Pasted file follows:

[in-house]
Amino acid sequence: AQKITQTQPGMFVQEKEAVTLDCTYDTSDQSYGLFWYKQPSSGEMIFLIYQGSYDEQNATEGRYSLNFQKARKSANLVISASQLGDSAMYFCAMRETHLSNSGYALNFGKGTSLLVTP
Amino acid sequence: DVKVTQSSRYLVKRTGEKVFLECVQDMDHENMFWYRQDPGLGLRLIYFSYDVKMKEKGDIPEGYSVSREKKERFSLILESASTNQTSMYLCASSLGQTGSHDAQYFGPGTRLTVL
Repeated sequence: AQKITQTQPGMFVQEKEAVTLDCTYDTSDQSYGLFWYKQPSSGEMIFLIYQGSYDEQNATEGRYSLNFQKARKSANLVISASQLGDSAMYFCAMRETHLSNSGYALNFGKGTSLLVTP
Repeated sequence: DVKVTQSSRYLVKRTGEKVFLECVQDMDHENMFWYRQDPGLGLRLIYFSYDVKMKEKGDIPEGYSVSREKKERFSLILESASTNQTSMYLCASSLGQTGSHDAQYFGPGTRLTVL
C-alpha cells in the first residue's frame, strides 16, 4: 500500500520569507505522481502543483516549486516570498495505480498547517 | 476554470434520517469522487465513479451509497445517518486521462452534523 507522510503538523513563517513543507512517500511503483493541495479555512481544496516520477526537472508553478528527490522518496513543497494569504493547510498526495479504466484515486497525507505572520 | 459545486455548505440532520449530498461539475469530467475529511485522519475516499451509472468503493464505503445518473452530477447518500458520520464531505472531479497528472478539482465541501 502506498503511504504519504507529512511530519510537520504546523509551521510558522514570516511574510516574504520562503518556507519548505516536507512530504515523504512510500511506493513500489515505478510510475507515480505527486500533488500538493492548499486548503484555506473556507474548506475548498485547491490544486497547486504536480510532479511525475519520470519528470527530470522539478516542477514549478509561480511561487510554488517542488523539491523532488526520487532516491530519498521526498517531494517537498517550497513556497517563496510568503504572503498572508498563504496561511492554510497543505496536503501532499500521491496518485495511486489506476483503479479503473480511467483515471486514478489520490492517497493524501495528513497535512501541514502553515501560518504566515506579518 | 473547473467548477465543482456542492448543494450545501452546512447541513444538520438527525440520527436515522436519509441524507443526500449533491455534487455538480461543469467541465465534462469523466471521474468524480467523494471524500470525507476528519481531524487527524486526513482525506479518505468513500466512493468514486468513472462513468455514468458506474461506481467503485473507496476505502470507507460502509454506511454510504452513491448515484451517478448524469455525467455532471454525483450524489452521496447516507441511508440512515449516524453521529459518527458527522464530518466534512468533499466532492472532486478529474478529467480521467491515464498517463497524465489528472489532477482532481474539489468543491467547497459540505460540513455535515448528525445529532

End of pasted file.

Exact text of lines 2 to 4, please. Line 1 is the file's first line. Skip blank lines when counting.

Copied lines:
Amino acid sequence: AQKITQTQPGMFVQEKEAVTLDCTYDTSDQSYGLFWYKQPSSGEMIFLIYQGSYDEQNATEGRYSLNFQKARKSANLVISASQLGDSAMYFCAMRETHLSNSGYALNFGKGTSLLVTP
Amino acid sequence: DVKVTQSSRYLVKRTGEKVFLECVQDMDHENMFWYRQDPGLGLRLIYFSYDVKMKEKGDIPEGYSVSREKKERFSLILESASTNQTSMYLCASSLGQTGSHDAQYFGPGTRLTVL
Repeated sequence: AQKITQTQPGMFVQEKEAVTLDCTYDTSDQSYGLFWYKQPSSGEMIFLIYQGSYDEQNATEGRYSLNFQKARKSANLVISASQLGDSAMYFCAMRETHLSNSGYALNFGKGTSLLVTP